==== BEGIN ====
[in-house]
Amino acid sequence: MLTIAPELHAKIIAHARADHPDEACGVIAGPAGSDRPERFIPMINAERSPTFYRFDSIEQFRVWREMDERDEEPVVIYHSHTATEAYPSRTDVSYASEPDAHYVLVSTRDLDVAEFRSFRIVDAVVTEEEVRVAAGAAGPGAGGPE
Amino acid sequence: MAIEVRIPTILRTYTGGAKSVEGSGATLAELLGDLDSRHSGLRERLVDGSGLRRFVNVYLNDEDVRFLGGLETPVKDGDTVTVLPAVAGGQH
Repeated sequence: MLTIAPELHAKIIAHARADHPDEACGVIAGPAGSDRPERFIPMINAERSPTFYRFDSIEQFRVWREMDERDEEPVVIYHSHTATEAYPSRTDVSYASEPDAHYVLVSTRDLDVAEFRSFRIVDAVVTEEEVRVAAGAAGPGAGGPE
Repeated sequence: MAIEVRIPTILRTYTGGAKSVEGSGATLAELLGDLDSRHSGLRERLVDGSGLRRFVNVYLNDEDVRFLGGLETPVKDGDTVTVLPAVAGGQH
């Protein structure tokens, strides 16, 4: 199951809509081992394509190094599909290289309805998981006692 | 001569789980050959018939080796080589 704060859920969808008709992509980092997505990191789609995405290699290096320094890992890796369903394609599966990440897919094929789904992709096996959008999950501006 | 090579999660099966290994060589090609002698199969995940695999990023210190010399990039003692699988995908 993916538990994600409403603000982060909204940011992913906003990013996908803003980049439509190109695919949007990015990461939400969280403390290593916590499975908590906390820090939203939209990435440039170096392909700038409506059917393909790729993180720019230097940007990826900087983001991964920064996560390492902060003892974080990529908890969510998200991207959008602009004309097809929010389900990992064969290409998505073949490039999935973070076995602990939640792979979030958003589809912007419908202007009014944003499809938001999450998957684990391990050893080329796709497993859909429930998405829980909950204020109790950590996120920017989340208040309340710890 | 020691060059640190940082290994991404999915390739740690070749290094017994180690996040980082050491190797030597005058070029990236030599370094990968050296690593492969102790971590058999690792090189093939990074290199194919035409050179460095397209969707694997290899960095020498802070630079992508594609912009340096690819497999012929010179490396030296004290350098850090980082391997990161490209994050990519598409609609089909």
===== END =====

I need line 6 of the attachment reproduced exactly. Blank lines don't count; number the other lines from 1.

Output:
């Protein structure tokens, strides 16, 4: 199951809509081992394509190094599909290289309805998981006692 | 001569789980050959018939080796080589 704060859920969808008709992509980092997505990191789609995405290699290096320094890992890796369903394609599966990440897919094929789904992709096996959008999950501006 | 090579999660099966290994060589090609002698199969995940695999990023210190010399990039003692699988995908 993916538990994600409403603000982060909204940011992913906003990013996908803003980049439509190109695919949007990015990461939400969280403390290593916590499975908590906390820090939203939209990435440039170096392909700038409506059917393909790729993180720019230097940007990826900087983001991964920064996560390492902060003892974080990529908890969510998200991207959008602009004309097809929010389900990992064969290409998505073949490039999935973070076995602990939640792979979030958003589809912007419908202007009014944003499809938001999450998957684990391990050893080329796709497993859909429930998405829980909950204020109790950590996120920017989340208040309340710890 | 020691060059640190940082290994991404999915390739740690070749290094017994180690996040980082050491190797030597005058070029990236030599370094990968050296690593492969102790971590058999690792090189093939990074290199194919035409050179460095397209969707694997290899960095020498802070630079992508594609912009340096690819497999012929010179490396030296004290350098850090980082391997990161490209994050990519598409609609089909």